A Brief History of Poutine
Walk down a street after a night out in Montréal, and you’d be hard-pressed not seeing someone tucking into a plate of poutine, a classic staple of Québécois casse-croûtes—or “greasy spoon”—cuisine.
What is poutine?
The delicious Canadian dish is comprised of a holy-hoser trinity of ingredients: French fries, cheese curds, and gravy. Try some yourself and you’ll be hooked.
Much like the debate in the U.S. about the origins of the hamburger, poutine has similarly unclear beginnings. The most widespread claim for inventing poutine comes from the small dairy-farming town of Warwick, Québec, where, in 1957, a customer asked restaurateur Fernand Lachance to throw cheese curds and French fries—items the owner sold separately at his restaurant L’Idéal (later renamed Le lutin qui rit, or “The Laughing Elf”)—together in one bag because the customer was in a rush. Legend has it when Lachance peered into the bag after the two ingredients were mixed together, he remarked, “This is a ‘poutine,’” using the joual—or Québécois slang—for a “mess.”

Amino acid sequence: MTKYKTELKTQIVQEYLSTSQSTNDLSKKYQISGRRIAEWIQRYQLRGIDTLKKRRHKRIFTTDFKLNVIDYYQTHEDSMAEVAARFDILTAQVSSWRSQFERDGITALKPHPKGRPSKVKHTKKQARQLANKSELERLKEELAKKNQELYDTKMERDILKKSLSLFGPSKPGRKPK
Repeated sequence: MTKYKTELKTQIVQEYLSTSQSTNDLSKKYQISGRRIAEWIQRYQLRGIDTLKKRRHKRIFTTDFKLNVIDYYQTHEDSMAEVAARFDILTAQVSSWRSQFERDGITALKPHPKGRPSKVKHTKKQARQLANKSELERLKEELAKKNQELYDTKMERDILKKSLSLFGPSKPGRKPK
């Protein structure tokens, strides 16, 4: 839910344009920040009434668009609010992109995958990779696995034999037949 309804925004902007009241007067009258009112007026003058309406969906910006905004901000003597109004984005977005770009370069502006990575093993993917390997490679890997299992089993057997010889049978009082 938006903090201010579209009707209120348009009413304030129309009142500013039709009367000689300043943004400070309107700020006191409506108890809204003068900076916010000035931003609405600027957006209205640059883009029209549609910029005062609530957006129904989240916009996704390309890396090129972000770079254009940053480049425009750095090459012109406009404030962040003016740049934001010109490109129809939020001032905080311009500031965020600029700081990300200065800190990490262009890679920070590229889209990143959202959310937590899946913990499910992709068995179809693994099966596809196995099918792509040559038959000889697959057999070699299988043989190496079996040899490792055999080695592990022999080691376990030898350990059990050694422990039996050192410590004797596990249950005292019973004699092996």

Noticeably absent from Lachance’s cobbled-together recipe is the gravy ingredient, which was added to the mix in 1964 when a restaurant-owner in nearby Drummondville, Québec, named Jean-Paul Roy noticed a few of his diners ordering a side of cheese curds to add to the patented gravy sauce and fries dish at his restaurant, Le Roy Jucep. Roy soon added the three-ingredient item on his menu and the rest is delicious, gravy-soaked history.
Where to Find Poutine
Eventually, poutine spread across Québec and throughout Canada—with different combinations added to the fries, curds, and gravy recipe—but the original remains the most recognized and honored. The dish has become so ubiquitous in its home province that even McDonald’s and Burger King sell it as a side.
Traditional poutine is also readily available at certain restaurants in the U.S. (Lucky New Yorkers, for example, can get their hands on some at Brooklyn restaurant Mile End.) In New Jersey, diners can feast on an altered poutine recipe known as “Disco Fries,” which substitutes shredded cheddar or mozzarella cheese for the Canadian curds.
But if you ever find yourself in Montréal and have a hankering for greasy food, be sure to order it correctly. Anglophones usually pronounce the word as “poo-teen,” but if you want to pass for a real Québécois, it’s pronounced “poo-tin.”
A version of this story originally ran in 2013; it has been updated for 2021.